Canoo started as Evelozcity in 2017, founded by former Faraday Future executives Stefan Krause and Ulrich Kranz. The company rebranded as Canoo in spring 2019 and debuted its first vehicle several months later. It was this first vehicle, as well as Canoo’s plan to offer it only as a subscription, that captured the attention of investors, companies and the media. Last year, Hyundai announced a partnership with Canoo to co-develop EVs, but that deal fell apart in early 2021 after the company changed its business model and decided to not offer engineering services to other automakers, according to comments made by the company’s chairman and now CEO Tony Aquila in a March investors’ call.

Canoo has sustained numerous executive departures, including co-founder and CEO Kranz, general counsel Andrew Wolstan, CFO Paul Balciunas and its head of powertrain development. Krause, who was the company’s first CEO, stepped down in August 2019. Last month, Canoo was also named as a defendant in two class-action complaints filed by shareholders.

Amid the executive exits and business pivots, the company has managed to narrow its quarterly losses despite an increase in R&D expenditures and no revenue. The company reported Monday a net loss of $15.2 million, or 7 cents a share, in the first quarter, compared to a loss of $30.9 million, or 37 cents a share, in the same period last year. The company said it ended the quarter with $641.9 million in cash and equivalents.

#automotive, #canoo, #electric-vehicles, #hyundai, #sec, #tc, #u-s-securities-and-exchange-commission

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Canoo’s electric microbus will start under $35,000 when it comes to market next year

Los Angeles-based electric vehicle startup Canoo is bringing its first vehicle to market next year. The company said Monday its electric microbus-slash-van will be available to buy in 2022 at a base price of $34,750 before tax incentives or add-ons. It’s now taking preorders in the United States for the “lifestyle” vehicle, as well as for its round-top pickup truck and multi-purpose delivery van.

While Canoo did not release pricing for the other two vehicles, it did said that deliveries for the pickup and production for the delivery van are slated to start as early as 2023. Customers can reserve a model by placing a $100 deposit per vehicle with the company.

The lifestyle van will come in four trims, including base, premium, adventure and so-called Lifestyle Vehicle Delivery The adventure variant, which is the top trim and comes with more ground clearance and beefier profile, does not yet have a price. The base, delivery (not to be confused with the bigger multipurpose delivery van) and premium models will be priced up to $49,950, the company said. The company said the lifestyle van is expected to be able to produce 300 hp and 332 pound-feet of torque with 250 miles of battery range.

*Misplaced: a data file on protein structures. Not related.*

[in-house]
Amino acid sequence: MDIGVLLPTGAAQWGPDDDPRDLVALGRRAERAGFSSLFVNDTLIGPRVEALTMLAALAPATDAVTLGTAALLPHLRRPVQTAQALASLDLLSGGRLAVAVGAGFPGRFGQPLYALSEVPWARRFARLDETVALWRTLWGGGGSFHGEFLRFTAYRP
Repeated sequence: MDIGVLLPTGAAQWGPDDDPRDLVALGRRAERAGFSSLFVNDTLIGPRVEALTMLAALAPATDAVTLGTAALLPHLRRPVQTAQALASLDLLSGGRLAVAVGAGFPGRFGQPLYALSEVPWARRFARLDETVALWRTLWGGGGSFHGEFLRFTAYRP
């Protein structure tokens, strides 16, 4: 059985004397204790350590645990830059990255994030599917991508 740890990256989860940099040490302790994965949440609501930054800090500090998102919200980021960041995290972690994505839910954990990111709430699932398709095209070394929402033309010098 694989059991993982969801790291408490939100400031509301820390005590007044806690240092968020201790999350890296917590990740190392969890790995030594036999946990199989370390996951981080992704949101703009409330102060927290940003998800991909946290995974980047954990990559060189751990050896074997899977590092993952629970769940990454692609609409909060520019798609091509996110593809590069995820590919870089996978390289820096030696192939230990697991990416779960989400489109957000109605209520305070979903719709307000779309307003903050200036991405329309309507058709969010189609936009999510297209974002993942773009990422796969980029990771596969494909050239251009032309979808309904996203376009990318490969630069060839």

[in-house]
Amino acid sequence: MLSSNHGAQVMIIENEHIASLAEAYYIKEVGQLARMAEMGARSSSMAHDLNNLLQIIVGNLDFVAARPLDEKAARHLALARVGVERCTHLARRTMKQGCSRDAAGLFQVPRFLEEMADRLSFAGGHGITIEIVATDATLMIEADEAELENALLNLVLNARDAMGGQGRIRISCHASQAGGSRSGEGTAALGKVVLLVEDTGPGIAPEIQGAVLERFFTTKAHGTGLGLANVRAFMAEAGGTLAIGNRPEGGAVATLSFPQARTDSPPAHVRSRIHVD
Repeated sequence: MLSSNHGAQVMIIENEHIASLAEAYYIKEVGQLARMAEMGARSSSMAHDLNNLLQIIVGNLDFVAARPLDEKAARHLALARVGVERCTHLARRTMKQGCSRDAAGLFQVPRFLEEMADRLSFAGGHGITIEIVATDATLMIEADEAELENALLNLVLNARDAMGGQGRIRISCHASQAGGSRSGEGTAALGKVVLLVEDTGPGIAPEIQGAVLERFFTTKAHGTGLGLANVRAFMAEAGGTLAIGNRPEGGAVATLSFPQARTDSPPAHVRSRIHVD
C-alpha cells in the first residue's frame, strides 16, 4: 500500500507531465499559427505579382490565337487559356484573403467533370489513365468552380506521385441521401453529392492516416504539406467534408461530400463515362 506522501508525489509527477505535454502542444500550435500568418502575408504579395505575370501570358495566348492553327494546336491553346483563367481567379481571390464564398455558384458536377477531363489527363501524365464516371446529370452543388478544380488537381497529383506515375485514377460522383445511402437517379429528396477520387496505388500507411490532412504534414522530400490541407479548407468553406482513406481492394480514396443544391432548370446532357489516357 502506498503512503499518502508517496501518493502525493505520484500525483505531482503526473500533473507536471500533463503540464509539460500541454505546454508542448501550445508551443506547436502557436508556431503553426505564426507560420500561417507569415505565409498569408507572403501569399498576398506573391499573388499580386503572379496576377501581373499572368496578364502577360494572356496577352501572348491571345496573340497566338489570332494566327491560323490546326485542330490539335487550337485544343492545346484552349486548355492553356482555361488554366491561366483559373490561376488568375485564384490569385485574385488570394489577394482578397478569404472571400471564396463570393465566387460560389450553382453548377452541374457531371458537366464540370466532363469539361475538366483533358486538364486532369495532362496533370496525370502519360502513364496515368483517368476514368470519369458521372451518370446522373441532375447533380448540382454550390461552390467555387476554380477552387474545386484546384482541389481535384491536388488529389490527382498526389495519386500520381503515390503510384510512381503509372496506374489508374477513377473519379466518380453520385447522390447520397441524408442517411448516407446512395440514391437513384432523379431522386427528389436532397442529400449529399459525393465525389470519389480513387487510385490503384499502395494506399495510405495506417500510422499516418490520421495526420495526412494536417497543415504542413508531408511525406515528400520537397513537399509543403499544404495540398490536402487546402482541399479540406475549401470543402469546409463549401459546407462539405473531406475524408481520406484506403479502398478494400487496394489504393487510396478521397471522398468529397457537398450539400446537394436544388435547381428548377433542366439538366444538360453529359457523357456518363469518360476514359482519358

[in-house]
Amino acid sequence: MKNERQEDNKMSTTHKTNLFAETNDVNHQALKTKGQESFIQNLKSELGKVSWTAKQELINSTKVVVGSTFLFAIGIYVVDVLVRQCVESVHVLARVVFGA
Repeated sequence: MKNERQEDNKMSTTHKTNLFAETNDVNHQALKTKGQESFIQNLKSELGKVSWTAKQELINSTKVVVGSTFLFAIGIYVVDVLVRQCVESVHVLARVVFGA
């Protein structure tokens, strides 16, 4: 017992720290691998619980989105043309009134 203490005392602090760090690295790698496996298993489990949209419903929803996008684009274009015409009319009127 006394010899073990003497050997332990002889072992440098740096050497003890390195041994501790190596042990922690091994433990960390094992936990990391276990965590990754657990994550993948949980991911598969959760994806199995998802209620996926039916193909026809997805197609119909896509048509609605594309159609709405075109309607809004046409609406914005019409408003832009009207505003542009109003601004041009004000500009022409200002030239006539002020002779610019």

Canoo is taking a different route than many other electric vehicle manufacturers. The company’s trio of vehicles all have the same proprietary “skateboard” platform architecture that houses the batteries and electric drivetrain in a chassis that sits under the vehicle’s cabin. This contributes to a similar design language between the vehicles, which all have the same wide front windshield and relatively low profile.

The company is especially deviating from competitors with its electric pickup, which is scheduled to go into production in early 2023. As opposed to rivals Ford and Rivian, which are emphasizing size and power in their respective F-150 Lighting and R1T pickup trucks, Canoo’s is smaller and more playful-looking. The Rivian R1T clocks in at 218 inches long, while the Canoo truck will be 184 inches. Canoo is also claiming a battery range of 200+ miles, far less than the 300+ boasted by other EV truck manufacturers. None of these companies have posted what the range will be when towing.

Canoo has undergone many transformations since its founding as Evelozcity in 2017. It was rebranded as Canoo in 2019 and merged with special purpose acquisition company Hennessy Capital Acquisition Corp. last December with a market valuation of $2.4 billion.

This year has been a bit bumpier for the company. The news on Monday comes less than a month after the company announced the resignations of its co-founder and CEO Ulrich Kranz and its general counsel Andrew Wolstan. Earlier this year, the company also lost its chief financial officer Paul Balciunas and its head of powertrain development.

Canoo’s skateboard architecture caught the eye of automaker Hyundai Motor Group, which last February said it would jointly develop an EV with Canoo based on the skateboard design. But during an investor call in March, Tony Aquila, who took over as company CEO following Kranz’s departure, said the deal was all but dead.

#automotive, #canoo, #electric-pickup-truck, #electric-vehicles, #ford, #rivian, #tc, #transportation